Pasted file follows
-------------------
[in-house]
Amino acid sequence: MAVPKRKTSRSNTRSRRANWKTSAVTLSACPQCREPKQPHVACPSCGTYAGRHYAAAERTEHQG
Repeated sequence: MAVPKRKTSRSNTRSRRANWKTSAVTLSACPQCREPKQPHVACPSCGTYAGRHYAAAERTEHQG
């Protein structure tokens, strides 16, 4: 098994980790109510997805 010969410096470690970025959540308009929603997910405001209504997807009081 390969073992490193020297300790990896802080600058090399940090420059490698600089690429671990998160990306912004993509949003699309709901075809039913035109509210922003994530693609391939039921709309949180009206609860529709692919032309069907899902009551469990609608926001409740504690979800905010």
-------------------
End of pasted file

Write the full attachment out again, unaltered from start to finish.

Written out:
[in-house]
Amino acid sequence: MAVPKRKTSRSNTRSRRANWKTSAVTLSACPQCREPKQPHVACPSCGTYAGRHYAAAERTEHQG
Repeated sequence: MAVPKRKTSRSNTRSRRANWKTSAVTLSACPQCREPKQPHVACPSCGTYAGRHYAAAERTEHQG
């Protein structure tokens, strides 16, 4: 098994980790109510997805 010969410096470690970025959540308009929603997910405001209504997807009081 390969073992490193020297300790990896802080600058090399940090420059490698600089690429671990998160990306912004993509949003699309709901075809039913035109509210922003994530693609391939039921709309949180009206609860529709692919032309069907899902009551469990609608926001409740504690979800905010």